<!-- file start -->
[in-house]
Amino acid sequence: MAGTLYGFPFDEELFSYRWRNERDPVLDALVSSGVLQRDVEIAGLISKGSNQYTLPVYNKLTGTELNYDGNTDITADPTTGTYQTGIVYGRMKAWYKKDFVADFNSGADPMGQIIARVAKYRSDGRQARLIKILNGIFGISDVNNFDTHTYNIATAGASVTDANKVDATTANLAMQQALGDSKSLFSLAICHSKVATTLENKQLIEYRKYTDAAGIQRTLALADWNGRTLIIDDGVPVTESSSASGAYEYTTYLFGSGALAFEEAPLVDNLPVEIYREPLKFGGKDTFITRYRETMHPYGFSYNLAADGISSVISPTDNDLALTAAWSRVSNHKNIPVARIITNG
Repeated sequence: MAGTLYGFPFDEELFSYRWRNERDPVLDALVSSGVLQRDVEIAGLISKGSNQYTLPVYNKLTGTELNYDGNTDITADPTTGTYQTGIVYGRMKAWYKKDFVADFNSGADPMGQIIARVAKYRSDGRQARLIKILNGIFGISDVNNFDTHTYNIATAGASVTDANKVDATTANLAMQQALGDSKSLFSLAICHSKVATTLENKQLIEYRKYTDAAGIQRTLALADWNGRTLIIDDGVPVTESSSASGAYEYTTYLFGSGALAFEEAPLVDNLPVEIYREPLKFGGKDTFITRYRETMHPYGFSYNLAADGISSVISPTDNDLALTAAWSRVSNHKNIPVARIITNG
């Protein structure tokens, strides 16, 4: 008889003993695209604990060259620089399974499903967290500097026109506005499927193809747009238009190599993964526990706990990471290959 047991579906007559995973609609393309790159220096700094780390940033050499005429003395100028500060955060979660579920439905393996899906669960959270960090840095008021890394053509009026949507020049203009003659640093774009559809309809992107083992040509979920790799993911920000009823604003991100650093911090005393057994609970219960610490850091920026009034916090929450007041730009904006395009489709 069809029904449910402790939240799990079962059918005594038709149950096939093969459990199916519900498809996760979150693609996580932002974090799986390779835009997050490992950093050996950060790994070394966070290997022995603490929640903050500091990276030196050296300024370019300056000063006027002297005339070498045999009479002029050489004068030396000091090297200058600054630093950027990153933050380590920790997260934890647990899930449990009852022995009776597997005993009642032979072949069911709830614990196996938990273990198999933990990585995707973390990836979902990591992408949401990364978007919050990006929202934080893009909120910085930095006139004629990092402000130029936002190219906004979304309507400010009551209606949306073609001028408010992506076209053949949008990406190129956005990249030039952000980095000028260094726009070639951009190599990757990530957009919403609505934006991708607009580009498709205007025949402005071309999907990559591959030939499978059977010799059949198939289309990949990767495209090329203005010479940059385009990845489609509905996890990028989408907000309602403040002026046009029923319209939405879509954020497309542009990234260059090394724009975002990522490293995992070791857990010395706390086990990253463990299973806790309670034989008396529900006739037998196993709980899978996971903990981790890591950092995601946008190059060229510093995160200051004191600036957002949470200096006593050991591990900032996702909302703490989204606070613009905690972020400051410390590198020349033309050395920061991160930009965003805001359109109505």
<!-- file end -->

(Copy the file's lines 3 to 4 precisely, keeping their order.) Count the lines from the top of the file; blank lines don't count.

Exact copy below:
Repeated sequence: MAGTLYGFPFDEELFSYRWRNERDPVLDALVSSGVLQRDVEIAGLISKGSNQYTLPVYNKLTGTELNYDGNTDITADPTTGTYQTGIVYGRMKAWYKKDFVADFNSGADPMGQIIARVAKYRSDGRQARLIKILNGIFGISDVNNFDTHTYNIATAGASVTDANKVDATTANLAMQQALGDSKSLFSLAICHSKVATTLENKQLIEYRKYTDAAGIQRTLALADWNGRTLIIDDGVPVTESSSASGAYEYTTYLFGSGALAFEEAPLVDNLPVEIYREPLKFGGKDTFITRYRETMHPYGFSYNLAADGISSVISPTDNDLALTAAWSRVSNHKNIPVARIITNG
């Protein structure tokens, strides 16, 4: 008889003993695209604990060259620089399974499903967290500097026109506005499927193809747009238009190599993964526990706990990471290959 047991579906007559995973609609393309790159220096700094780390940033050499005429003395100028500060955060979660579920439905393996899906669960959270960090840095008021890394053509009026949507020049203009003659640093774009559809309809992107083992040509979920790799993911920000009823604003991100650093911090005393057994609970219960610490850091920026009034916090929450007041730009904006395009489709 069809029904449910402790939240799990079962059918005594038709149950096939093969459990199916519900498809996760979150693609996580932002974090799986390779835009997050490992950093050996950060790994070394966070290997022995603490929640903050500091990276030196050296300024370019300056000063006027002297005339070498045999009479002029050489004068030396000091090297200058600054630093950027990153933050380590920790997260934890647990899930449990009852022995009776597997005993009642032979072949069911709830614990196996938990273990198999933990990585995707973390990836979902990591992408949401990364978007919050990006929202934080893009909120910085930095006139004629990092402000130029936002190219906004979304309507400010009551209606949306073609001028408010992506076209053949949008990406190129956005990249030039952000980095000028260094726009070639951009190599990757990530957009919403609505934006991708607009580009498709205007025949402005071309999907990559591959030939499978059977010799059949198939289309990949990767495209090329203005010479940059385009990845489609509905996890990028989408907000309602403040002026046009029923319209939405879509954020497309542009990234260059090394724009975002990522490293995992070791857990010395706390086990990253463990299973806790309670034989008396529900006739037998196993709980899978996971903990981790890591950092995601946008190059060229510093995160200051004191600036957002949470200096006593050991591990900032996702909302703490989204606070613009905690972020400051410390590198020349033309050395920061991160930009965003805001359109109505």